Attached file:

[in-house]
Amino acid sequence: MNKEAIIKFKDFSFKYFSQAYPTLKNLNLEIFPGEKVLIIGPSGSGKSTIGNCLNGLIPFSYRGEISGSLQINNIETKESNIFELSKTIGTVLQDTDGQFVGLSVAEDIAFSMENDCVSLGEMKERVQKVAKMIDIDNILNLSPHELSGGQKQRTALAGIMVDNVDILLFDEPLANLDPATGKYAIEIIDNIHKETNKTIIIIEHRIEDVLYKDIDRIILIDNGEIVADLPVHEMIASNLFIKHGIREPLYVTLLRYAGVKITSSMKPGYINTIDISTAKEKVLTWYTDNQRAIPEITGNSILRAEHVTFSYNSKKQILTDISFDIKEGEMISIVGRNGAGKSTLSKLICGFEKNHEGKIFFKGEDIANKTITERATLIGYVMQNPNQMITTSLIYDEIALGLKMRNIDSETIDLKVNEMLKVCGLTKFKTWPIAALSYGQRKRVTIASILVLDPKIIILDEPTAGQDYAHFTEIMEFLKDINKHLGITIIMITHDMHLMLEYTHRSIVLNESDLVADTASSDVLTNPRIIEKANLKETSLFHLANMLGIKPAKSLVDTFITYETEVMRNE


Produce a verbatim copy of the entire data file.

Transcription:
[in-house]
Amino acid sequence: MNKEAIIKFKDFSFKYFSQAYPTLKNLNLEIFPGEKVLIIGPSGSGKSTIGNCLNGLIPFSYRGEISGSLQINNIETKESNIFELSKTIGTVLQDTDGQFVGLSVAEDIAFSMENDCVSLGEMKERVQKVAKMIDIDNILNLSPHELSGGQKQRTALAGIMVDNVDILLFDEPLANLDPATGKYAIEIIDNIHKETNKTIIIIEHRIEDVLYKDIDRIILIDNGEIVADLPVHEMIASNLFIKHGIREPLYVTLLRYAGVKITSSMKPGYINTIDISTAKEKVLTWYTDNQRAIPEITGNSILRAEHVTFSYNSKKQILTDISFDIKEGEMISIVGRNGAGKSTLSKLICGFEKNHEGKIFFKGEDIANKTITERATLIGYVMQNPNQMITTSLIYDEIALGLKMRNIDSETIDLKVNEMLKVCGLTKFKTWPIAALSYGQRKRVTIASILVLDPKIIILDEPTAGQDYAHFTEIMEFLKDINKHLGITIIMITHDMHLMLEYTHRSIVLNESDLVADTASSDVLTNPRIIEKANLKETSLFHLANMLGIKPAKSLVDTFITYETEVMRNE